Understanding Cow’s Milk Allergy
A food allergy – whether to protein from cow’s milk, eggs, peanuts or other foods – is often misunderstood.
According to a consensus report published last year, some people confuse a food allergy with a food intolerance, mistakenly believe a food allergy can be prevented or cured or lack specialized training in how to keep children with a food allergy safe.
As health and wellness professionals, we are in a unique position to help the public understand and manage food allergies. In that spirit, let’s focus on eight things to keep in mind when talking to clients about a cow’s milk allergy:
- A cow’s milk allergy is an immune reaction to the protein in cow’s milk and may develop in infancy.
- Cow’s milk is among the eight food allergens – including eggs, peanut, tree nuts, wheat, soy, fish and shellfish – that account for most cases of food allergies in the United States.
- Although previous advice may have encouraged delayed introduction of allergenic foods (i.e., egg, cow milk, wheat) to infants to help prevent an allergy, studies suggest this may not decrease the risk of food allergy. However, parents may still want to consult a pediatrician before introducing new foods. Parents of babies not diagnosed with cow’s milk allergy can introduce them to whole milk yogurt and cottage cheese when developmentally ready (i.e., at 6 months) and can give them cheese as a finger food at 9 months, as this handout shows. Breast milk or iron-fortified infant formula is recommended until 12 months of age, after which children can drink whole cow’s milk.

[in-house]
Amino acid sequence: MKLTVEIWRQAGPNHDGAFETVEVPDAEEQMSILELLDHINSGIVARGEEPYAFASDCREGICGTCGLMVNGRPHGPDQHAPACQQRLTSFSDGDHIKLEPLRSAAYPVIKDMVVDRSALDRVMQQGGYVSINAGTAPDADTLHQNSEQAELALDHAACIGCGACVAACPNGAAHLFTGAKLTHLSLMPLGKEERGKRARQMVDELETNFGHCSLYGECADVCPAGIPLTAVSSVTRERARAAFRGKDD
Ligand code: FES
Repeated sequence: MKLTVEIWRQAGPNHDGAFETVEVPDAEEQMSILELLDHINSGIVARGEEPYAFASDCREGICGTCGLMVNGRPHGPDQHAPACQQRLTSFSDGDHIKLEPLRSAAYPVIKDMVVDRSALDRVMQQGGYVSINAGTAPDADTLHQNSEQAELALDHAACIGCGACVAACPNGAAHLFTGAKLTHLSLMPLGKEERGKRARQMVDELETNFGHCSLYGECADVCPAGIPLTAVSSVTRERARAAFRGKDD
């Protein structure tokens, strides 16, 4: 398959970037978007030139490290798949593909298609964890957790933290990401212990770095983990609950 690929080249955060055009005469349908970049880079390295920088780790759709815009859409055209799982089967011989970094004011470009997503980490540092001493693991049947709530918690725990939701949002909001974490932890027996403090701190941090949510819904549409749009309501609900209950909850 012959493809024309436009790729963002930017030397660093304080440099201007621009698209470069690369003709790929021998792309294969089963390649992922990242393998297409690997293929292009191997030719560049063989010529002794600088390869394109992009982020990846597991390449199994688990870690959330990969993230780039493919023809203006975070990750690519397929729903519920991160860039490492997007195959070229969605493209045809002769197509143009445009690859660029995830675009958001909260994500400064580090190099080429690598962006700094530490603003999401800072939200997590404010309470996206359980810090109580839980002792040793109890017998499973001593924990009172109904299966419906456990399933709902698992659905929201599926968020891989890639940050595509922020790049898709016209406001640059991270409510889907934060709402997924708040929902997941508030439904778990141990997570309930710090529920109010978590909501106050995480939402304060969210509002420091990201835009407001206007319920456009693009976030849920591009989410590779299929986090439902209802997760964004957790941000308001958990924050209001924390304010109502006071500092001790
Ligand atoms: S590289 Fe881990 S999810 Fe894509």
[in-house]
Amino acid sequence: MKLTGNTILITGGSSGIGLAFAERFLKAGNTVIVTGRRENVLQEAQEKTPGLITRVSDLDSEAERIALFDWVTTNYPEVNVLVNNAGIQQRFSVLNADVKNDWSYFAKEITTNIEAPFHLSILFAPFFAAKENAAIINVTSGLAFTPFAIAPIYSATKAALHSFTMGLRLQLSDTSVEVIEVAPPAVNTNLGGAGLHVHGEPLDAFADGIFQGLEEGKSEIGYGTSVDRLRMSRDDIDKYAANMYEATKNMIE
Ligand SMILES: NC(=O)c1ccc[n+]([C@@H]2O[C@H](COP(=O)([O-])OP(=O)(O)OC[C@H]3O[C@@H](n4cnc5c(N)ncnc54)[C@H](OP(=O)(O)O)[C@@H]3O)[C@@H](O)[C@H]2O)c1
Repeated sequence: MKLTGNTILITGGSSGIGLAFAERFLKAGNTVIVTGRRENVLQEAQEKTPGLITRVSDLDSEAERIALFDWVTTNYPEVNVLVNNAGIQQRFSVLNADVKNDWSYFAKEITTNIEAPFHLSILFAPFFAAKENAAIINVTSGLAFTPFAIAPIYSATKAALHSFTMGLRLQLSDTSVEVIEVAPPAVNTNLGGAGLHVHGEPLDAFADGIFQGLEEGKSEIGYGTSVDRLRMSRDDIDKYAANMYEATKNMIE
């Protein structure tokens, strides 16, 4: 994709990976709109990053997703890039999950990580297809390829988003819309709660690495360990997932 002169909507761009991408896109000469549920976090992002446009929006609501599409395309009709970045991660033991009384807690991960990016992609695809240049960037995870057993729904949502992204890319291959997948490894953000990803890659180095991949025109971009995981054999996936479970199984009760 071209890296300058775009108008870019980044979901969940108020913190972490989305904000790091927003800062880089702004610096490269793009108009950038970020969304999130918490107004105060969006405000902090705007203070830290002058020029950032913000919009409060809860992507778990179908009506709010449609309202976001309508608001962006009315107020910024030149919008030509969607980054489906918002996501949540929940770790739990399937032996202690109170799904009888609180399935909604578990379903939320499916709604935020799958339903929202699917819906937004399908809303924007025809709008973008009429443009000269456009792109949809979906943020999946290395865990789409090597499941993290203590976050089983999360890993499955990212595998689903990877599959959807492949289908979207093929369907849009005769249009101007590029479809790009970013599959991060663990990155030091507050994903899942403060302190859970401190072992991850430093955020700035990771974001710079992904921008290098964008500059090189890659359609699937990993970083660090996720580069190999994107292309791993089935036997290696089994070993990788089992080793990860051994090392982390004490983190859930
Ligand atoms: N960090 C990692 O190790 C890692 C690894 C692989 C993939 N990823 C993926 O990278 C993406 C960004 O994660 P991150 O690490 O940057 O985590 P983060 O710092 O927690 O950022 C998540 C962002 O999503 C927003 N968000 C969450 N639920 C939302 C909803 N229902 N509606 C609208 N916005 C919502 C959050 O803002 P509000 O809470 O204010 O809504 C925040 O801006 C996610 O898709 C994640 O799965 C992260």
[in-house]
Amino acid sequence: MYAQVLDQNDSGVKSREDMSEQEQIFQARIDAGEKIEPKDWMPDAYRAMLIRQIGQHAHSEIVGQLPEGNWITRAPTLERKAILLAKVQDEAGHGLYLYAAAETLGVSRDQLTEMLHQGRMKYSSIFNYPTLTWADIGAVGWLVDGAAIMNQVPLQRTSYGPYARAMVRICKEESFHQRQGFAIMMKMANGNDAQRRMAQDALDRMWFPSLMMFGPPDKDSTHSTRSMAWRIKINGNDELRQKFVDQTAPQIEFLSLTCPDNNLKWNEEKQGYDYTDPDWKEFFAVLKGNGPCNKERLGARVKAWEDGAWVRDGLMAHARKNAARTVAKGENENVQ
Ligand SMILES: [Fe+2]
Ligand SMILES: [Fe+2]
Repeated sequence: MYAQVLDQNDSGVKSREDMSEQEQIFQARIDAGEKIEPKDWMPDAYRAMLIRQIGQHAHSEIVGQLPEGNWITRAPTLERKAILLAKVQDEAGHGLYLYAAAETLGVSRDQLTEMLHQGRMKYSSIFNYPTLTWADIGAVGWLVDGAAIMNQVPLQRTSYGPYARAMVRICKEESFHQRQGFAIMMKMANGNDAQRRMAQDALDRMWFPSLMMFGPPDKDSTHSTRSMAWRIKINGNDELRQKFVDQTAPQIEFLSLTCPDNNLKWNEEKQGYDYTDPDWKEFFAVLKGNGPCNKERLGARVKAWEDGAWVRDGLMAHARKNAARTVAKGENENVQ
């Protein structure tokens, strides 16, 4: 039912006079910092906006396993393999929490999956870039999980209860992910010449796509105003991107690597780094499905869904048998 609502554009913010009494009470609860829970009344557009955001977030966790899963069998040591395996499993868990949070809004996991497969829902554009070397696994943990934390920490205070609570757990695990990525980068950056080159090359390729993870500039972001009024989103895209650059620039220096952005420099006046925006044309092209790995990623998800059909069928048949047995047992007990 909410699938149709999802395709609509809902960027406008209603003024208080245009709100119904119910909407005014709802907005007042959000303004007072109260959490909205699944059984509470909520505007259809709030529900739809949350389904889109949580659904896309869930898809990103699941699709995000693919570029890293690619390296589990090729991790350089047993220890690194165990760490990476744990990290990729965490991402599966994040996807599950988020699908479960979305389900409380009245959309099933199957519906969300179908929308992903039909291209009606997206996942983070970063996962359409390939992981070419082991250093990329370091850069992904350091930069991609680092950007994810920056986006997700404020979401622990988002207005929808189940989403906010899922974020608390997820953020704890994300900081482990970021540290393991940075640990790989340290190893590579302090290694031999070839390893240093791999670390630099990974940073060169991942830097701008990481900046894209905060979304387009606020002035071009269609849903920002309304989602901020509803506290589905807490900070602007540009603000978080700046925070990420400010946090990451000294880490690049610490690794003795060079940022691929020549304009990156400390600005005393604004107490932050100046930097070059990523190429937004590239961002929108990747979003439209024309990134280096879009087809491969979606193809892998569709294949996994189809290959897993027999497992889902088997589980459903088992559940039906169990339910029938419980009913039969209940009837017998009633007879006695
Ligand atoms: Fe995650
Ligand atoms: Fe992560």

- A cow’s milk allergy is a relatively common allergy in early childhood; approximately 2-3 percent of infants in developed countries are reported to have it. Most children with a cow’s milk allergy will develop a natural tolerance or “outgrow” it by age 3.
- There is no simple test for diagnosing any food allergy, including an allergy to cow’s milk protein. Instead, physicians use a combination of medical history, a food-specific skin prick test, food-specific serum IgE test and/or confirm using an oral food challenge.
- There is no treatment for a cow’s milk allergy other than eliminating cow’s milk and other dairy foods and ingredients from the diet. This can be difficult, so parents can benefit from counseling with a nutrition professional who can help them manage their child’s allergy, avoid adverse reactions and obtain recommended nutrients needed for growth and development.
- Parents of children diagnosed with a cow’s milk allergy should follow up with their doctor for repeat testing. Once the allergy has resolved itself, dairy foods may be reintroduced back into the child’s diet as per the direction of their physician, and at the discretion of the parents. Prolonged avoidance of dairy foods during the formative years has been linked to stunted growth, lower bone density and nutrient deficiencies. Milk is the top food contributor of nine essential nutrients in the diets of American children 2-18 years old, including calcium, vitamin D and potassium – three of the four nutrients of public health concern identified by the 2015 Dietary Guidelines of America.
- Symptoms of lactose intolerance are sometimes misinterpreted as a cow’s milk allergy, even though their origin and management approaches are very different.
It takes many organizations and individuals to build a safer environment for people with food allergies, as this infographic illustrates. Health care professionals can do their part by following evidence-based, standardized procedures to diagnose a food allergy and using established practice guidelines to help their clients understand and manage their child’s food allergy or their own.